Last June, the political and pundit class was busy dismissing the just-announced Republican presidential candidacy of Donald Trump.
Some said it was a stunt. Some said it was to advance his reality TV career. Few took it seriously.
Then all summer and into the fall leading up to primary season, Donald Trump traveled all over the country speaking. With each passing week, the size of the venue needed for his speeches grew – until it finally became necessary to rent arenas to hold the crowds.
By the time the primaries began – arenas would fill up and leave thousands standing outside.
Many times on this odyssey it was said that Donald Trump had finally done it. He had committed the fatal error – the end-of-campaign gaffe. The pundits just knew, time and again, that it was over for Trump.
But then the primary voting started and in state after state – Texas being a notable exception – Trump racked up victories. As primary season moved toward its conclusion, the margins of those victories grew.
One by one the other Republican candidates dropped out. The best-funded and most recognized name in the Republican field – Jeb Bush – was finished in February, having never gotten out of single digits anywhere. Marco Rubio dropped out in mid-March.
When the voting was finished in the Indiana primary on May 3, the last viable man standing – Ted Cruz – was also forced to call it quits.
All of which led to this moment last night here in Cleveland in which Senator Jeff Sessions of Alabama formally put into nomination the name of the most unlikely presidential candidate since – well, none even remotely as unlikely comes to mind.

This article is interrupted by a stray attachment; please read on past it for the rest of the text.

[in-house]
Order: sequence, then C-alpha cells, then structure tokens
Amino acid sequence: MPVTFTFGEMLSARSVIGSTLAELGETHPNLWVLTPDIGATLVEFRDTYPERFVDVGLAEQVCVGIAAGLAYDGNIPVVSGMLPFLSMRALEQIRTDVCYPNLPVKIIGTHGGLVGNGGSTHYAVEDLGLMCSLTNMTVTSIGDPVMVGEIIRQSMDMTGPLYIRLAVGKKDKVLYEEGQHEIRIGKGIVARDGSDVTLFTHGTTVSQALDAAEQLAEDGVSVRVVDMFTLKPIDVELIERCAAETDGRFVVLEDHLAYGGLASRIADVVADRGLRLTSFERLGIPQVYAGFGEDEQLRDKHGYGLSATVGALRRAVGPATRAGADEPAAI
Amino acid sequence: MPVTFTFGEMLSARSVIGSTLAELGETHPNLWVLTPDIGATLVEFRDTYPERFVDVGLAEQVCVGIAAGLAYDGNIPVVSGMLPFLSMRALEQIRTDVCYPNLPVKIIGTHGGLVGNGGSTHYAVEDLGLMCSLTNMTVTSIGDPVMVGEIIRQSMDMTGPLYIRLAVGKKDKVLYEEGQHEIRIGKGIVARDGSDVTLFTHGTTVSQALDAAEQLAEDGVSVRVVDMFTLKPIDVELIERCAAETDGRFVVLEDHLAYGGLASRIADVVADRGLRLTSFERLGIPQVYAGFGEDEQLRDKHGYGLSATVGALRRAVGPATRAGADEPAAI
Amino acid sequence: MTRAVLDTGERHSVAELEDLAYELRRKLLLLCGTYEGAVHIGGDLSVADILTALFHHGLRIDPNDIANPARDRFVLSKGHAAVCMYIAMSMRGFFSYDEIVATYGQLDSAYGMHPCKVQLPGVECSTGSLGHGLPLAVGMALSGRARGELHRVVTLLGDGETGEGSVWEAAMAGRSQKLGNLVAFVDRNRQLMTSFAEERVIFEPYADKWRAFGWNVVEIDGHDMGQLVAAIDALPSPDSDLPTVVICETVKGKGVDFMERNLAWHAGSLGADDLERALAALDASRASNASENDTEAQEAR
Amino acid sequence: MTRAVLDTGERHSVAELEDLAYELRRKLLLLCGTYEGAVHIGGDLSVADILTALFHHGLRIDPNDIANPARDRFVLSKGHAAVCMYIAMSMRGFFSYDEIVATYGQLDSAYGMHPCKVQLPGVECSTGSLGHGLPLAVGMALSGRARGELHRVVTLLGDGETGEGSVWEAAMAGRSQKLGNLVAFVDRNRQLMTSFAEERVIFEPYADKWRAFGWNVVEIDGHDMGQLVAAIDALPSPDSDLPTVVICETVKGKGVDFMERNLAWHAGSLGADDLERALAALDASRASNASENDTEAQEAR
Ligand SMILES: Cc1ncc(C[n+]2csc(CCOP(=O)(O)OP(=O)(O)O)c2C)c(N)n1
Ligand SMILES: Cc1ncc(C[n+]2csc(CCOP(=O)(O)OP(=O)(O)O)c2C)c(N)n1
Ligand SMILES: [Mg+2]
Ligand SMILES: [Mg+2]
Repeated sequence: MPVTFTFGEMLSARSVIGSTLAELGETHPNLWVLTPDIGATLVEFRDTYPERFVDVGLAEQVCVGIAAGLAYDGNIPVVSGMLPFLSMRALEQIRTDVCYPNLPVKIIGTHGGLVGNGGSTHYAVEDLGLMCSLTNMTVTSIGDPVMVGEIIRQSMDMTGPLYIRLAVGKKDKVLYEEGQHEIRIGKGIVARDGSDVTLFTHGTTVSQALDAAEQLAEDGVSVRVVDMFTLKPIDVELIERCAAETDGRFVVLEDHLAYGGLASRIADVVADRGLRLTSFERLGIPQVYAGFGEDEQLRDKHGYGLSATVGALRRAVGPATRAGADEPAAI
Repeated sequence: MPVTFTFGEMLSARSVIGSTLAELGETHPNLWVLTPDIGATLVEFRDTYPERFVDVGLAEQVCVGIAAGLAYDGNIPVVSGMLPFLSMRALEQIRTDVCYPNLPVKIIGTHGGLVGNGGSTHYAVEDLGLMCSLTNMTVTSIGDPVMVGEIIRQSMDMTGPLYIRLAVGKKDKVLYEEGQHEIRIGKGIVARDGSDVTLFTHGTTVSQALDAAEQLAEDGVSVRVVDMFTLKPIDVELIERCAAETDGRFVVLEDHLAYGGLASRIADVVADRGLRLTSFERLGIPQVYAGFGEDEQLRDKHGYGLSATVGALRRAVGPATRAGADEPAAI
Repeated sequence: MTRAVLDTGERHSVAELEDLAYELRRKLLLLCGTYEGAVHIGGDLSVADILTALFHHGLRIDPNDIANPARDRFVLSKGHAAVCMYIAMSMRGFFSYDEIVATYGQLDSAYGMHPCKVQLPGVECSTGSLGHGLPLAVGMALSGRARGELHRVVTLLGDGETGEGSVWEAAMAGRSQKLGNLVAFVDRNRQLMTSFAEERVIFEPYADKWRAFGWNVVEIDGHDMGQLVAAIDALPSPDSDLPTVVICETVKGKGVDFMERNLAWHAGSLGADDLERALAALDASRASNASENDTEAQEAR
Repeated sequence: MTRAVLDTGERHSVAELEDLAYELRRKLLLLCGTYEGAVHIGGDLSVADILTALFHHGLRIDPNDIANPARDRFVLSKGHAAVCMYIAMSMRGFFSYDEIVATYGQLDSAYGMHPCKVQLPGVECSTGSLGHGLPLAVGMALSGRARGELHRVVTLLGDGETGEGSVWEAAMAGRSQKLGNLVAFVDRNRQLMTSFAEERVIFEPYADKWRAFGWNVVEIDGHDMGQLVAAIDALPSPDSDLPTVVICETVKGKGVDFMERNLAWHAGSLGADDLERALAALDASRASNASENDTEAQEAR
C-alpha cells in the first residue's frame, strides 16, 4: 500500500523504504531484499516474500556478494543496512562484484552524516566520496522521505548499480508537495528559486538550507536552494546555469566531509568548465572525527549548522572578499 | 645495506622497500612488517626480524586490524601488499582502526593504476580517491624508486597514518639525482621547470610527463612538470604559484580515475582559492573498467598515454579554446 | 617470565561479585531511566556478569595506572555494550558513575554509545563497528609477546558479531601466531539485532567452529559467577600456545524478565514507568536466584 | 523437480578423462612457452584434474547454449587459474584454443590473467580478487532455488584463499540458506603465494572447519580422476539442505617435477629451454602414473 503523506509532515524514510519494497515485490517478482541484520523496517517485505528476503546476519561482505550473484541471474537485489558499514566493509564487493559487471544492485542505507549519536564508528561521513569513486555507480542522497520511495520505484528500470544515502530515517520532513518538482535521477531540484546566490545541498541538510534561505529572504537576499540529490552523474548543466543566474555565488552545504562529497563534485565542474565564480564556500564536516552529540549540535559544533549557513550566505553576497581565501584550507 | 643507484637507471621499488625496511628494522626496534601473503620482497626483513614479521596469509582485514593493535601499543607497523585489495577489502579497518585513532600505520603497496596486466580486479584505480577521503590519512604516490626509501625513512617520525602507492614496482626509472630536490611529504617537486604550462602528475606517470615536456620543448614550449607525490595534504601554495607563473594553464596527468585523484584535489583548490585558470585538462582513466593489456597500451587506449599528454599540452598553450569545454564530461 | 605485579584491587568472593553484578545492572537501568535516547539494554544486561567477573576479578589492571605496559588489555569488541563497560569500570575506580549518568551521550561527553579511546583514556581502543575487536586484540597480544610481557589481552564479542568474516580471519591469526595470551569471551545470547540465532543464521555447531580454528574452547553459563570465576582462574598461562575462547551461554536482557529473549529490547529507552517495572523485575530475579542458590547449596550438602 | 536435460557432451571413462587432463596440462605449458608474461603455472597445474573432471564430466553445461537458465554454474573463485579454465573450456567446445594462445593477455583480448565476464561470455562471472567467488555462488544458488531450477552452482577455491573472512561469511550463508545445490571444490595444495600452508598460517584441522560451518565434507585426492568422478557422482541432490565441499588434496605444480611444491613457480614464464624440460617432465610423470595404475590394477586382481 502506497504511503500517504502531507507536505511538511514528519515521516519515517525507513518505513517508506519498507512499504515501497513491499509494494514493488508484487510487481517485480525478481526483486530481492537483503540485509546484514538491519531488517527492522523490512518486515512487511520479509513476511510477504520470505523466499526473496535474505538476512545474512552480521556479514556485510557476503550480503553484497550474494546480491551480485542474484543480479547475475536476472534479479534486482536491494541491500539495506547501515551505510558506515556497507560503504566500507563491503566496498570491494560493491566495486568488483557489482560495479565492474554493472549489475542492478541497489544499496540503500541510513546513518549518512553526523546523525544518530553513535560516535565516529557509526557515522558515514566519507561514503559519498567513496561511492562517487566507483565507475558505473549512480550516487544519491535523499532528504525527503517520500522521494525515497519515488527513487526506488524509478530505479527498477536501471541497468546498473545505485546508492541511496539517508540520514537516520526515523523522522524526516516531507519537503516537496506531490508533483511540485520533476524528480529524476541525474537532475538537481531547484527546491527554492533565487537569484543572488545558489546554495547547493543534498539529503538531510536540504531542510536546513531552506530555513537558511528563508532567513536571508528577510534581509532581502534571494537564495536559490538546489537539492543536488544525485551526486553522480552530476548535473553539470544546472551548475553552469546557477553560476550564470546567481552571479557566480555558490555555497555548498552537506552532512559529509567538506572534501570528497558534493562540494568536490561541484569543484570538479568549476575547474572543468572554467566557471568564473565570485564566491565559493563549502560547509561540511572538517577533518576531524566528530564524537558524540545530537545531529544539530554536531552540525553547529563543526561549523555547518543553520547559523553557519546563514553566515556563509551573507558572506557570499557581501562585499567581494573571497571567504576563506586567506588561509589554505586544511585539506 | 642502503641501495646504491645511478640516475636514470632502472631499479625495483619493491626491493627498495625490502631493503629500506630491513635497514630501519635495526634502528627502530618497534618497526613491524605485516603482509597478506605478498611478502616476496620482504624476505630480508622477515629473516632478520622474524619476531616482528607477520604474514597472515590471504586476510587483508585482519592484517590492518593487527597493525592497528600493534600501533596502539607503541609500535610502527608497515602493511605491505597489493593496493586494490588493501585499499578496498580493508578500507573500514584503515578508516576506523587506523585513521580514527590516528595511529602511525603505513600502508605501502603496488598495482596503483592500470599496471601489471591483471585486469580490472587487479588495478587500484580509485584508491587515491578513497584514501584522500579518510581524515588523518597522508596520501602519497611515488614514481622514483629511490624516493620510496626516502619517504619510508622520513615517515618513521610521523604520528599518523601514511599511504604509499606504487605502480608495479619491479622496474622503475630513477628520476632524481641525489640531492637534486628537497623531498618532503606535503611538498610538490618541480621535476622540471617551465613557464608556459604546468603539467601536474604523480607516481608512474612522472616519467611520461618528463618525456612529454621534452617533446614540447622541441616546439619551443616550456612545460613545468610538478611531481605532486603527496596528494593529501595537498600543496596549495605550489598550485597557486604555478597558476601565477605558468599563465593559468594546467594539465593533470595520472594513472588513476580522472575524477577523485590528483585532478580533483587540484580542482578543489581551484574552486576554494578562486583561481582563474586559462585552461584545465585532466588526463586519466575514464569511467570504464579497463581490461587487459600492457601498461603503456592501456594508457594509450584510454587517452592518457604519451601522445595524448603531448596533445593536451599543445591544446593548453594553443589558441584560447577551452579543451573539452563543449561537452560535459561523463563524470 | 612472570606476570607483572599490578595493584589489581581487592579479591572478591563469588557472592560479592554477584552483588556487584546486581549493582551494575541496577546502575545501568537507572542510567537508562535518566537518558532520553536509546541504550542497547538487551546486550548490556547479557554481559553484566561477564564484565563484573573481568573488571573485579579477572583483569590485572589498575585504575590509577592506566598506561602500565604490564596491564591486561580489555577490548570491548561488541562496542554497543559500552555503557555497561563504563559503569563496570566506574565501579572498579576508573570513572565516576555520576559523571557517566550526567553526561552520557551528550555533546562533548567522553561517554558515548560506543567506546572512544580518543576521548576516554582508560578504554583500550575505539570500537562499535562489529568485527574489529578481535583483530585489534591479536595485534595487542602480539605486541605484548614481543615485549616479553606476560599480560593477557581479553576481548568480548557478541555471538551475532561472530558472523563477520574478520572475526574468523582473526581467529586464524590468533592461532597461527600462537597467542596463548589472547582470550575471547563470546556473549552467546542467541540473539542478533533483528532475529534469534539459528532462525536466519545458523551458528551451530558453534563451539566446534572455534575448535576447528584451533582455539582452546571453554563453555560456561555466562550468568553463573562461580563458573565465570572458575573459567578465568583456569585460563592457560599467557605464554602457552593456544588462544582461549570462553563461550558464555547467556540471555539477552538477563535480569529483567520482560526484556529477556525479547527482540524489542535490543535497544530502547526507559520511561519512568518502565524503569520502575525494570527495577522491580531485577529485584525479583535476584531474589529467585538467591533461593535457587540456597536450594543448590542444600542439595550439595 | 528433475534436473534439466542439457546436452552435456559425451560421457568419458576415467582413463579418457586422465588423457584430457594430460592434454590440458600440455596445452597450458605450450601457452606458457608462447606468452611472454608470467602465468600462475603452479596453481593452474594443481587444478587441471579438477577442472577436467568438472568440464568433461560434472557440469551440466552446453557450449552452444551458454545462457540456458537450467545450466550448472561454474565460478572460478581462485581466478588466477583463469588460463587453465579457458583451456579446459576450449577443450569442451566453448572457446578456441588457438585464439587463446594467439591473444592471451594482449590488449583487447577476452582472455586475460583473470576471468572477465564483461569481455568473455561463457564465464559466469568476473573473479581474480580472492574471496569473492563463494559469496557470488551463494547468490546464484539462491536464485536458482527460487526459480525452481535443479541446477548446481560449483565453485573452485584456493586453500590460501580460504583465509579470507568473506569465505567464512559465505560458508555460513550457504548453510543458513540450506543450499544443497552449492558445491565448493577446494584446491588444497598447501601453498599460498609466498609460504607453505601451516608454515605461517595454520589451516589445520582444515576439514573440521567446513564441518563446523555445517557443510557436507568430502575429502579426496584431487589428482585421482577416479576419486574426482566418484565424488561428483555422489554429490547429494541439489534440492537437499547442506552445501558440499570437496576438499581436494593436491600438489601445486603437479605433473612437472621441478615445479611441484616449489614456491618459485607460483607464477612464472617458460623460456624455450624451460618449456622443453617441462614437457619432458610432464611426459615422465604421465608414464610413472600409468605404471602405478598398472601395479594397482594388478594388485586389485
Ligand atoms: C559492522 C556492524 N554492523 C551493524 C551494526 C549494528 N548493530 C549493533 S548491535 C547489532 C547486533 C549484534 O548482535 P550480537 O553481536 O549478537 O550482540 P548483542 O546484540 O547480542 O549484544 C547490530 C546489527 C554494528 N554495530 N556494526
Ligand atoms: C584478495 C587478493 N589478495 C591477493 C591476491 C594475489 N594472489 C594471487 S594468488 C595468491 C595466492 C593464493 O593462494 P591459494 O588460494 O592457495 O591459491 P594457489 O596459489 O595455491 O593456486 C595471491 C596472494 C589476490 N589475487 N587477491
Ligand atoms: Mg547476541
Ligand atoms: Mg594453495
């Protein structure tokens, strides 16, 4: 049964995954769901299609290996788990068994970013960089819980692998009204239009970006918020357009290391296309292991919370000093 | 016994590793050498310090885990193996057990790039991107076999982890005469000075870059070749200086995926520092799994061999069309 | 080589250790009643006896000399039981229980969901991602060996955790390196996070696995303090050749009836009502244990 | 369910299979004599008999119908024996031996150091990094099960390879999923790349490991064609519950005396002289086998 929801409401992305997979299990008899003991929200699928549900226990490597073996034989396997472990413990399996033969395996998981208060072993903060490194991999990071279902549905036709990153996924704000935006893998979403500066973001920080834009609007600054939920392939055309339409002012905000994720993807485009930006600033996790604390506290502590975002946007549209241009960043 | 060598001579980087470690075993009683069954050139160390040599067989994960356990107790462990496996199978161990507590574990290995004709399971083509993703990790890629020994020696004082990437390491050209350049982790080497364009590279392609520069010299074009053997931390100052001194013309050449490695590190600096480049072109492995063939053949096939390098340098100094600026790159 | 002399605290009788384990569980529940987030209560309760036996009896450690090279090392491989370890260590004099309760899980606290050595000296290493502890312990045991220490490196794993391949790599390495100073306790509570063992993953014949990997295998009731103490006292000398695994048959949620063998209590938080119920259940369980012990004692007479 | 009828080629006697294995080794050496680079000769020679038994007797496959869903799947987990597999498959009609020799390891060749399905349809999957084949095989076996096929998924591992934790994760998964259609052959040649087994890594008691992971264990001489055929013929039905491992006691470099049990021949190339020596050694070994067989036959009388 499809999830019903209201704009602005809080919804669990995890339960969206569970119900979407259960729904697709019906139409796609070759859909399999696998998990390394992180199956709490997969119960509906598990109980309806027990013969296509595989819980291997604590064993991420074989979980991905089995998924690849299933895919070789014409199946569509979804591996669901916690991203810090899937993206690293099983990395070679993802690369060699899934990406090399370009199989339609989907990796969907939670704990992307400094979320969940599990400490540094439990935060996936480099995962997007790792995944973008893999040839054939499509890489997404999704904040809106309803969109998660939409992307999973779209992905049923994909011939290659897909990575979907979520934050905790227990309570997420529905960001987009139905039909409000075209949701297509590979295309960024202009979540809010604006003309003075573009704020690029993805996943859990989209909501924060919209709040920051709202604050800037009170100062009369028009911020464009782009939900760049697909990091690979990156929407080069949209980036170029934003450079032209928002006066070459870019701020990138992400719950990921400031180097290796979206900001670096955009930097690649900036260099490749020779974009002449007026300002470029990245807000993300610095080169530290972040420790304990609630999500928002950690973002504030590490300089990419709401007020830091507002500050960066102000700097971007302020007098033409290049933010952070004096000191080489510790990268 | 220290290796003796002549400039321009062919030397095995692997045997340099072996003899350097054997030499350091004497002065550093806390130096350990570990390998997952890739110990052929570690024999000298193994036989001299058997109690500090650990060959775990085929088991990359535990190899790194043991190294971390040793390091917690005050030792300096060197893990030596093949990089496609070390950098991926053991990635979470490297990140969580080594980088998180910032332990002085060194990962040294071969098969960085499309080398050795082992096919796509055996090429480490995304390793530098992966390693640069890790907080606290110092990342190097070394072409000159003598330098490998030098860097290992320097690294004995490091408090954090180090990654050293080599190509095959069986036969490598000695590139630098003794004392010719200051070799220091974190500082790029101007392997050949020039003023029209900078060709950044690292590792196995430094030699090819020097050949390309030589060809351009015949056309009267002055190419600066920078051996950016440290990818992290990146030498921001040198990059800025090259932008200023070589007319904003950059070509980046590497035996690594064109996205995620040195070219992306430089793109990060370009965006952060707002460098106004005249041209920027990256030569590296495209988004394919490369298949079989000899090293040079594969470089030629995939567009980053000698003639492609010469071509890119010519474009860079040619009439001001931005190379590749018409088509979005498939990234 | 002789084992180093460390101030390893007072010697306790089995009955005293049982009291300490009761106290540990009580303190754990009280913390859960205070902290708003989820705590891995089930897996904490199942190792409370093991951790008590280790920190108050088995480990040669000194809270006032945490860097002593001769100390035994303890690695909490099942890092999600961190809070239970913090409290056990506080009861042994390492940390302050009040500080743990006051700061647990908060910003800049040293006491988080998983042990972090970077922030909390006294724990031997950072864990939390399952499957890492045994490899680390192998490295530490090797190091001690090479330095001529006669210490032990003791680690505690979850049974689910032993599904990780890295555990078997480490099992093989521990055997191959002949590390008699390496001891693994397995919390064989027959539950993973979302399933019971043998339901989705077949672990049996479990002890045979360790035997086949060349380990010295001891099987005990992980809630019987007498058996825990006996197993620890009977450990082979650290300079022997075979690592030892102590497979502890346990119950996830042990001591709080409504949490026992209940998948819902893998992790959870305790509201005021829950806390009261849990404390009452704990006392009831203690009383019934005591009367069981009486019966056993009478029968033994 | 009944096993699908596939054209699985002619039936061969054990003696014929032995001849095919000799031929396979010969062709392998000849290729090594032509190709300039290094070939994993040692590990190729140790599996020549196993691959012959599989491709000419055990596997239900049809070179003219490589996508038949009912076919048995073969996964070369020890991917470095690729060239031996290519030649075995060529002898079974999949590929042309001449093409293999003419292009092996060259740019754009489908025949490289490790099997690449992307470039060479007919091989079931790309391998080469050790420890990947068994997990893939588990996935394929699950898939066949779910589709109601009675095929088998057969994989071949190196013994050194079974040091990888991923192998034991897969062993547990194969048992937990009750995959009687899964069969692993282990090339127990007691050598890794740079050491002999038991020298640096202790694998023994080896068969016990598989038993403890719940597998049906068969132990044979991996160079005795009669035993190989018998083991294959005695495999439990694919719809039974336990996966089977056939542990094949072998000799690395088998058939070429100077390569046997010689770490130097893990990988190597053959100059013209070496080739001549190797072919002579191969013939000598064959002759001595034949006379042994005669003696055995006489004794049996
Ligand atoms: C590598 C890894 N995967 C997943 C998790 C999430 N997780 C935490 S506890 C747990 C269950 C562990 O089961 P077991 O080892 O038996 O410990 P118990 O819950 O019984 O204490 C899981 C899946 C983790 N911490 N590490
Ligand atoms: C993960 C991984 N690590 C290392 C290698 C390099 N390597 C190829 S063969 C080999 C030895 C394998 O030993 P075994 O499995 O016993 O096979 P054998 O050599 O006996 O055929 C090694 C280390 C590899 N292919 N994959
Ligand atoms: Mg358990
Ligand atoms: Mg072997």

At no time in our history has someone without so much as a school board election on his résumé risen to become a major party presidential nominee with a legitimate chance of winning the general election.
As we noted here yesterday, it’s still not a cakewalk and many in the Republican Party still have major reservations about Donald Trump.
But Thursday night here in Cleveland, Donald Trump will again do what he has been doing since last summer. He will, by formally accepting the Republican Party’s nomination, prove the high priests of the political and pundit classes wrong.
As someone that I spoke to reminded me yesterday, Hillary Clinton is a political professional and Donald Trump is not. The Clintons are experienced, disciplined and ruthless. They will exploit to the maximum degree any error committed by the Trump campaign. That Melania Trump’s speech Monday night at the convention apparently contained text lifted directly from a speech given by Michelle Obama eight years ago is evidence that the Trump campaign is still capable of making big mistakes.
However, if we have learned nothing since last summer, we have learned that much of what used to matter in a presidential campaign doesn’t seem to matter in this campaign – particularly as it applies to Donald J. Trump.